It would be great to have more and new contrasts. But at this point, quantitative MRI is a very important advance by quantifying contrast parameters and making them comparable across time points and sites. At the same time, what we believe in is to acquire multi-contrast data, because each of the different contrasts have differential sensitivities to the underlying tissue microstructure. So, when you combine these different contrasts you can learn more about the tissue. This approach needs to be linked with biophysical modeling to understand the contrasts better and how to combine them to make inferences onto microstructure that is much smaller than the voxel size. This is necessary, as we have at best 400 micrometers voxel sizes in anatomical MRI at 7T in vivo but we are interested in microstructure at the spatial scale of micrometers.
CB: In neuroscience, the processing chain from the raw data to the interpretation can be very long. What does this mean for quality assurance?
NW: It certainly poses a great challenge to quality assurance (QA). In many situations in physics experiments you can rely on doing quality control of the instruments you have. With neuroimaging methods based on MRI we go far beyond the scientific measurement instrument, the MRI scanner, which by the way is not built for scientific measurement purposes. As you mentioned, sometimes you get very rich datasets consisting of functional MRI, anatomical MRI and diffusion MRI. These are highly complex datasets, which often times do not have a very high signal-to-noise ratio. You cannot simply look at the image and it will be obvious if the effect is there or not, meaning you have to perform extensive processing on the data. The data processing then becomes part of your measurement process and measurement instrument.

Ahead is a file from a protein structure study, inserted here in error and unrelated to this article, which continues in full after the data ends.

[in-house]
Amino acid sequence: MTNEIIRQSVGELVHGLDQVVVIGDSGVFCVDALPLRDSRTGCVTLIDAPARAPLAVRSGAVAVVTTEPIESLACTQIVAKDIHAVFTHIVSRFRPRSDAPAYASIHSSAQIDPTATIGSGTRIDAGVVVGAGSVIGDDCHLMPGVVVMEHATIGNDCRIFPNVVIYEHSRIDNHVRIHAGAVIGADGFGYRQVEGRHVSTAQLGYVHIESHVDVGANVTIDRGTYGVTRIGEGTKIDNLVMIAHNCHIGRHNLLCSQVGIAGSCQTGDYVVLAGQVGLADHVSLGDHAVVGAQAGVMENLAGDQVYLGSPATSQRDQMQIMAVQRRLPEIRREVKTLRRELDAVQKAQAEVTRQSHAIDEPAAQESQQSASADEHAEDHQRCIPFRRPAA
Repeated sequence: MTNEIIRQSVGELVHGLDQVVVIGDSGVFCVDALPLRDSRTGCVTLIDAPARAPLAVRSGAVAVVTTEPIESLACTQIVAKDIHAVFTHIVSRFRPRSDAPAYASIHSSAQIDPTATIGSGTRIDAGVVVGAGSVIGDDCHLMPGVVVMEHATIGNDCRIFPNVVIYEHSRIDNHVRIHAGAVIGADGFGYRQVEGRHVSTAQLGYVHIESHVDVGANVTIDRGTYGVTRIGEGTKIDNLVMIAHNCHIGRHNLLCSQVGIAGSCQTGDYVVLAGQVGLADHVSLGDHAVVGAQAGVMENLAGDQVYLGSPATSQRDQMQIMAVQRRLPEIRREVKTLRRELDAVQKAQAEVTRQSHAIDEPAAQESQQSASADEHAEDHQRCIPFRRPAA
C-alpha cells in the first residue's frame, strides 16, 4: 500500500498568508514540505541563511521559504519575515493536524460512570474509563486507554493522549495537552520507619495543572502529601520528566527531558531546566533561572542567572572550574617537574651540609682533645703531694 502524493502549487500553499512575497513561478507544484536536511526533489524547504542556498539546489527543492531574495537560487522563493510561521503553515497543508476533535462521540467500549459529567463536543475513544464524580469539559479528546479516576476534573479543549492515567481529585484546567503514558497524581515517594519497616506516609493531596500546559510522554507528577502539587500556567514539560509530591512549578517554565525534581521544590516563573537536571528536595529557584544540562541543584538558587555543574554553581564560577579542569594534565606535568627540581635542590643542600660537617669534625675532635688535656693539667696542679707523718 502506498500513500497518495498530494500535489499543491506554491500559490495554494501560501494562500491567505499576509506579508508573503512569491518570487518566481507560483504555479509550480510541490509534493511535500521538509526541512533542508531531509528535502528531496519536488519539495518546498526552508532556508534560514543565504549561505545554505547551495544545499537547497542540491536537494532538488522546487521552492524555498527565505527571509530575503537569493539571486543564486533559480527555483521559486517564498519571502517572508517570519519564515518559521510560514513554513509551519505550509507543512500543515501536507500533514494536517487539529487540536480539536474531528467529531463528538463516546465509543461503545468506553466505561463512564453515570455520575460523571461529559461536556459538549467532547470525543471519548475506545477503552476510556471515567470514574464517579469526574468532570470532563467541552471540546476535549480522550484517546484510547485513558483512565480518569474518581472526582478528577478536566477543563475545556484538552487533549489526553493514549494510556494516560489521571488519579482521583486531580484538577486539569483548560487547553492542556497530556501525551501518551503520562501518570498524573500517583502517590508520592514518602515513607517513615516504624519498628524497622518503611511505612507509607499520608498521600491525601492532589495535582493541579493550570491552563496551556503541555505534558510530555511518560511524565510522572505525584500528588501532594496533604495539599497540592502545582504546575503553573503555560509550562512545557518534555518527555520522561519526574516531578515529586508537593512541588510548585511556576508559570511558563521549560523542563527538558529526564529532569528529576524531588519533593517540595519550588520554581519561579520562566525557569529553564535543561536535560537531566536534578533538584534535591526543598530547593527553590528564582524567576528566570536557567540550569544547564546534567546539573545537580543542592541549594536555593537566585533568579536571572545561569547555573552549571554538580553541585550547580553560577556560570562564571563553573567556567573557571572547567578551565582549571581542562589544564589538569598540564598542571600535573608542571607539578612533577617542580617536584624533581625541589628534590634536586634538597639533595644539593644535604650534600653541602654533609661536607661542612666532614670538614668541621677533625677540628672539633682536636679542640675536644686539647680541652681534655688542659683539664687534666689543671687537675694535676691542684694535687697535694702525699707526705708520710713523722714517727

We have seen effects of this in data analysis challenges with different sites analyzing the same data and comparing the results. They often look different because they were analyzed in a different way. In a sense, the measurement instrument is different. What we try to achieve is to include the processing chain in the QA. However, you might have 10, 20, 30 different processing chains and you cannot do QA on all of them. Hence, this issue still needs to be resolved by the neuroimaging community.
An important part of data processing is image reconstruction, the step that turns the raw data into images, as it has a significant effect on your results. The combination of a monitored imaging process, together with a transparent image reconstruction process is very helpful for open science and reproducibility. The former, for example, includes the measurement of deviations from the desired k-space trajectory with a field camera, the latter can correct for imperfections by taking them into account in the image reconstruction step. Then everybody can reproduce the image reconstruction with that raw data. Moreover, in terms of quality assurance, this reconstruction approach allows you to repeat the image reconstruction with different settings. It will tell you exactly if there are some artifacts or other unwanted effects in the data. Quality assurance and open science are domains that would benefit from exact knowledge about your measurement instrument.